Across the U.S., people are indulging in a drug that is imposing huge costs on themselves and society. It's called alcohol, and its excessive use has led to approximately 88,000 deaths per year. A growing body of research suggests marijuana could lower that number, since people who smoke pot tend to drink less.
Or, put another way, marijuana is not a gateway drug but a replacement drug that — when properly regulated — could, on measure, lead to a net improvement in public health.
Most marijuana is consumed by people with a high school degree or less, and therefore relatively little earning power; that means they are significantly more responsive to the price drops that usually accompany decriminalization. That means a broad shift toward legalization is very likely to lead to a significant increase in pot consumption.
But according to the academic blog, JSTOR Daily
Even if smoking increases, there are intriguing suggestions that this means drinking will decline. That change alone could have a huge impact on public health. "The social costs of alcohol are pretty darn high," said D. Mark Anderson, an economist at Montana State University who has conducted several studies on public health and marijuana policy. His own research suggests that alcohol and marijuana are substitutes for each other, not complements: in other words, if marijuana becomes easier to acquire, people may use it instead of alcohol, not on top of it. "If the substitution effect is large, then increasing marijuana consumption could really provide public health benefits," Anderson said in an interview.
Though some lab experiments have suggested that people under the influence of THC, marijuana's psychoactive component, are likelier than drunk people to overestimate the degree to which they are impaired and take more precautionary measures, such as driving more slowly, Anderson is careful to say that this research does not imply that driving under the influence of marijuana is necessarily safer than drunk driving. But even if "high driving" is just as dangerous as drunk driving, it could simply be the case that people using marijuana are likelier to stay home and smoke, instead of driving from bar to bar….In a study published last year in the Journal of Law and Economics, Anderson and two co-authors found that in the 19 states with medical marijuana laws, the first full year after the laws went into effects was associated with a drop in traffic fatalities between 8 and 11 percent. The estimated effects of the laws were largest at night and on weekends, when most drinking occurs.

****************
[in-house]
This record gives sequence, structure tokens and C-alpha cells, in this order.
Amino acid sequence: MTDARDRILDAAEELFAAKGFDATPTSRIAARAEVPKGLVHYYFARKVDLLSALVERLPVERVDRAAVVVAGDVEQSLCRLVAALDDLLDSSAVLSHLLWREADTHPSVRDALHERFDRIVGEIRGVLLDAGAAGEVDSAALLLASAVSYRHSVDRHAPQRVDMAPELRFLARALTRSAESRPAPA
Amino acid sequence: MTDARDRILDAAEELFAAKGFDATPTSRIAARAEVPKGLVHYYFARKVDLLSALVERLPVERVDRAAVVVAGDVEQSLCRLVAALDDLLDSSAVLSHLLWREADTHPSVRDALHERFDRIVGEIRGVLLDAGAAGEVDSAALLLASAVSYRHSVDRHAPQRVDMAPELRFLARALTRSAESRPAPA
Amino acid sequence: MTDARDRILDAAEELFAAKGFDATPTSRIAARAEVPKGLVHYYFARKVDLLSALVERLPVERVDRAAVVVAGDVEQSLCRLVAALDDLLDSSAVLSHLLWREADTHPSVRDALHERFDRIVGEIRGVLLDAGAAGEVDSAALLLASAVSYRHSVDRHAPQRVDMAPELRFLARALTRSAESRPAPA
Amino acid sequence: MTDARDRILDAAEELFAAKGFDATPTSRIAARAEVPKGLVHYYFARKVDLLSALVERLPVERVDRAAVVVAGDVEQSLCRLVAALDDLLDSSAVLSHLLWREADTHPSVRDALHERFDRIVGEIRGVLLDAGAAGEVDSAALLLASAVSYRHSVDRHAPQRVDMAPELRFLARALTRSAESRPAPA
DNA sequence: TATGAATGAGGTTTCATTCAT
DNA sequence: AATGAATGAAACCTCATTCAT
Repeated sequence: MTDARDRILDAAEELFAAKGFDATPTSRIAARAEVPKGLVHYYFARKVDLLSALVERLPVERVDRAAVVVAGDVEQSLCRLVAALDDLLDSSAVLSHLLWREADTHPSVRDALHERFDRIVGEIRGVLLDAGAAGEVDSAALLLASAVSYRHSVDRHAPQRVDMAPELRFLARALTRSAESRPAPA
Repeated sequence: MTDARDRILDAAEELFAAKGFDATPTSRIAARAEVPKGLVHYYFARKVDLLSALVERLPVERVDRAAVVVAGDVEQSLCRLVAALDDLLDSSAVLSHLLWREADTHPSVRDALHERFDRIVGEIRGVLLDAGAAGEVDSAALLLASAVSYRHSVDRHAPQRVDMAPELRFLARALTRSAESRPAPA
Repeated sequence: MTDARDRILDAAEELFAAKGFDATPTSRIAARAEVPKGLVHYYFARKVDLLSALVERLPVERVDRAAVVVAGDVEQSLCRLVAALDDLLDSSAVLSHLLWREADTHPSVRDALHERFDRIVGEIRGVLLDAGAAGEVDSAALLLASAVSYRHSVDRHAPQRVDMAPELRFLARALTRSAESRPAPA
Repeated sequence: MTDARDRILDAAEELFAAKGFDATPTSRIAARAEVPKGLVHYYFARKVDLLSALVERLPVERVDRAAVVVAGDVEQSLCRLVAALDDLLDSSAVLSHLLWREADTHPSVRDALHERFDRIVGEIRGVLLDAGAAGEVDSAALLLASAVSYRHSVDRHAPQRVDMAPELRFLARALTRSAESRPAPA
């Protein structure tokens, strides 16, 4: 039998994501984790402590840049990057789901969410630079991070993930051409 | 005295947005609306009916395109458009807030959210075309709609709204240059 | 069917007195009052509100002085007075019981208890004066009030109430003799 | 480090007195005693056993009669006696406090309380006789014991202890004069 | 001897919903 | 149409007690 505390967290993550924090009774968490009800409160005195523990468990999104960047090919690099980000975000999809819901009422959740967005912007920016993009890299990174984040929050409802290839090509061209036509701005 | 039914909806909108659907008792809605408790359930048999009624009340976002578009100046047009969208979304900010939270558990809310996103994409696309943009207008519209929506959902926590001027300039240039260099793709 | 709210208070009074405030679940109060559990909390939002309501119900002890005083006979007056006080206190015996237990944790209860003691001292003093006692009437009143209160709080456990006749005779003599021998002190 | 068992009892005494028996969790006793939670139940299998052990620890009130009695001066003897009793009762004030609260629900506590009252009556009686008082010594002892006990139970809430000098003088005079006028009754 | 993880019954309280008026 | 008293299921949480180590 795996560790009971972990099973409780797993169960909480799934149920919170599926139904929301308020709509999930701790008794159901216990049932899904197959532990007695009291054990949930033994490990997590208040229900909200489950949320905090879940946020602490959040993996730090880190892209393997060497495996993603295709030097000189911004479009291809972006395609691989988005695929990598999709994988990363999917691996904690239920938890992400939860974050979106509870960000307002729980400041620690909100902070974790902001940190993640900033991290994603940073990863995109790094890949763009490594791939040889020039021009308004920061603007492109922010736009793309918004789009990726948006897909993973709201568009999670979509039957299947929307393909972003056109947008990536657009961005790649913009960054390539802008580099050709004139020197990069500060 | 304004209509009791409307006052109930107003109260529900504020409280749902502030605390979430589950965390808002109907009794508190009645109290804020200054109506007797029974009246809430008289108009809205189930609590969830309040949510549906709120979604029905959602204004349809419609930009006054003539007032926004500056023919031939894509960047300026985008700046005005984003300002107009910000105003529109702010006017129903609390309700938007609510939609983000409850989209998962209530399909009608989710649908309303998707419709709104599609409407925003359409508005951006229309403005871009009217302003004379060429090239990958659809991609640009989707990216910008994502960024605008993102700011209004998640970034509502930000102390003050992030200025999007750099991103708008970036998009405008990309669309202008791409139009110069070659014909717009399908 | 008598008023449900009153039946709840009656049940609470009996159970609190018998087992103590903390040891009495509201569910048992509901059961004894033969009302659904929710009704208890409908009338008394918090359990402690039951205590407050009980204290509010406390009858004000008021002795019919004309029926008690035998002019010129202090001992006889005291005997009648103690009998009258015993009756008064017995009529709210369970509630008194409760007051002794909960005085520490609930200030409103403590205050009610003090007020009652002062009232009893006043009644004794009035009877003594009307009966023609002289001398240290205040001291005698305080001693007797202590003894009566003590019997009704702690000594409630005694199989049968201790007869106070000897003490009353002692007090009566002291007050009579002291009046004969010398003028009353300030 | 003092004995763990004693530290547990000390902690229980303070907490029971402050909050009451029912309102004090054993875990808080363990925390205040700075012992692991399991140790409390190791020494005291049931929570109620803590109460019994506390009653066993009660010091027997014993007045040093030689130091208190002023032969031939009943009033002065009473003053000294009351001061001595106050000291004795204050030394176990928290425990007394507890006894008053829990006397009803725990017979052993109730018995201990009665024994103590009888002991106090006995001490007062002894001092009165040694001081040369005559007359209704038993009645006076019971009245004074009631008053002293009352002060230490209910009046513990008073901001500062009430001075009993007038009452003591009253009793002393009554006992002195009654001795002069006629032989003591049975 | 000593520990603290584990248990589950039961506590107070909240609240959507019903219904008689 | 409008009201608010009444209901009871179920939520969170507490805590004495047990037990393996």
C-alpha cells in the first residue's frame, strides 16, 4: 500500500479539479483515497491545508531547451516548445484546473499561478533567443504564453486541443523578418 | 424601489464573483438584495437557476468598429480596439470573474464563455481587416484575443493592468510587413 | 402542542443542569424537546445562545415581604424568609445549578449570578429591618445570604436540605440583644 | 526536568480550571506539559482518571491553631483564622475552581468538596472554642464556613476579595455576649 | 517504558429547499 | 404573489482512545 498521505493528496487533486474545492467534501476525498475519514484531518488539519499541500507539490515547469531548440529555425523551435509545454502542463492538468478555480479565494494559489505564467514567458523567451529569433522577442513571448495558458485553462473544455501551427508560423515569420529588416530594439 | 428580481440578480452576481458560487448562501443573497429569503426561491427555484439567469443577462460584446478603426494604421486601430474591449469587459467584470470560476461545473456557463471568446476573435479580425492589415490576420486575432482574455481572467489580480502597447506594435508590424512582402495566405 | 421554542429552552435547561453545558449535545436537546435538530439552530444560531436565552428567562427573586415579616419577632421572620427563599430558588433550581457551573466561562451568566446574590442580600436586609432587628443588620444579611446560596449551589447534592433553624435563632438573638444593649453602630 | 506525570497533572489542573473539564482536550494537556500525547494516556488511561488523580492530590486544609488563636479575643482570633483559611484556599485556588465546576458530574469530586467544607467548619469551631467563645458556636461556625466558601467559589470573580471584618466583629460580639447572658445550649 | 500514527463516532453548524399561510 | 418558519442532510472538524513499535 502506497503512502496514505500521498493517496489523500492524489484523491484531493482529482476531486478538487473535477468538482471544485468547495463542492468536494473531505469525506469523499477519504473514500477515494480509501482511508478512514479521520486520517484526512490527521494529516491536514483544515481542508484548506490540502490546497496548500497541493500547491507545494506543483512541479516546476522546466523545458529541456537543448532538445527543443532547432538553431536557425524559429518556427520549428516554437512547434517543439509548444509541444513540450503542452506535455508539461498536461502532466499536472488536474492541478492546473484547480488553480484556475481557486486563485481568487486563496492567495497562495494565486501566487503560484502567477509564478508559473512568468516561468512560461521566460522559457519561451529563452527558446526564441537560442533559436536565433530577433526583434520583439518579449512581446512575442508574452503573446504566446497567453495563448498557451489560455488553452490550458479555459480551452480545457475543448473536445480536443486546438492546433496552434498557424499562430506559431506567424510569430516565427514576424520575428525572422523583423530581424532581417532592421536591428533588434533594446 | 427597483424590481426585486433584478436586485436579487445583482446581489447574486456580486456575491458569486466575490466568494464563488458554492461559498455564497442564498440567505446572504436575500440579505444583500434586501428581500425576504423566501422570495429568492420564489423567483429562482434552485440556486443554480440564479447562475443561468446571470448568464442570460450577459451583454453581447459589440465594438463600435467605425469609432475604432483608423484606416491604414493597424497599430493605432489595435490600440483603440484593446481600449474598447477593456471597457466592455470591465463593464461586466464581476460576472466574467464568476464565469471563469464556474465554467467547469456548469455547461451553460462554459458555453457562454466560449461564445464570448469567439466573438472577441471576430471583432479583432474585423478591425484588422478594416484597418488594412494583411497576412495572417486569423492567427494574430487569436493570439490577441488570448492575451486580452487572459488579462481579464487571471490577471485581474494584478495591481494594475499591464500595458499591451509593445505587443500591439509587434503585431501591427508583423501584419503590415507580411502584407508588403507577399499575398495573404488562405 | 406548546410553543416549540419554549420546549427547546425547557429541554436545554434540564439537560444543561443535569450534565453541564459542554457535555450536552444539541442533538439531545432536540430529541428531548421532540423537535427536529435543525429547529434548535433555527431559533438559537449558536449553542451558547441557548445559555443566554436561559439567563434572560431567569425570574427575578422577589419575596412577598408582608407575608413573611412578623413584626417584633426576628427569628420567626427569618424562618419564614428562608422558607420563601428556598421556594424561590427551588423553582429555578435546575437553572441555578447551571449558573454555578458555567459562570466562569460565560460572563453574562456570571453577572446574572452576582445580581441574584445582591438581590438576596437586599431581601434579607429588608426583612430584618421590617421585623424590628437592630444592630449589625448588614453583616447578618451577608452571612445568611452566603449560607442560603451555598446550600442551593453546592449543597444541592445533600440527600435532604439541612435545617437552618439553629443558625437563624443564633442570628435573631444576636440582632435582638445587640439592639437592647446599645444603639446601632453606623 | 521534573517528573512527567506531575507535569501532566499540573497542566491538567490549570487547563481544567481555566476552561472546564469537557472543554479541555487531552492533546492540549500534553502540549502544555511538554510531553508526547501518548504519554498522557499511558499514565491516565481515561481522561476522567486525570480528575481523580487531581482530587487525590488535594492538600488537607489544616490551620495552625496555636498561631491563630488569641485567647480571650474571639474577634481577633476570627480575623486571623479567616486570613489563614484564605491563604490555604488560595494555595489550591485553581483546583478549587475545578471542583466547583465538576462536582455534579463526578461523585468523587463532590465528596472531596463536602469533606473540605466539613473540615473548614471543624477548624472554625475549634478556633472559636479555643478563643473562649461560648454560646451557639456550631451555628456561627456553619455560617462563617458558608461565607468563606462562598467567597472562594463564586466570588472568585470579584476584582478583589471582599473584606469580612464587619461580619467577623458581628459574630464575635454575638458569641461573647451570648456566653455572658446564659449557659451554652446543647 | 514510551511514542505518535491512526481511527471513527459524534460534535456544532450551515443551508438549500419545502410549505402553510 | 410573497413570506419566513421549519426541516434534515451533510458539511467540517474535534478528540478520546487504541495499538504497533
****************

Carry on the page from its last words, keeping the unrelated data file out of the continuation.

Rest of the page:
Then there's the fact that alcohol abuse …. causes between three and four times as much dependence as marijuana, but more than 10 times the violence and crime.
This research comes with important caveats — most notably, we we won't know the full effects of legalization until decades in the future. Substance use and abuse patterns tend to be established in the teen years; the fear is not that the entire population will start smoking daily all at once, but that more young people will establish pot habits that will stick with them for a lifetime. "We're not going to find out if legalization will lead to heavier use by 50-year-olds until today's 15-year-olds are 50-year-olds," says Jonathan P. Caulkins, a professor of Operations Research and Public Policy at Carnegie Mellon University, who has written frequently about marijuana and public health.
"If a million more kids and young adults using marijuana continuously — four times a day every day — for several years knocks down learning and labor productivity, those are outcomes that by and large the [National Institutes of Health] doesn't focus on," he said.
For his part, Anderson is optimistic. "It certainly doesn't sound like there's been an apocalypse and massive catastrophe in Washington and Colorado. And we may not necessarily need 40 years to tell."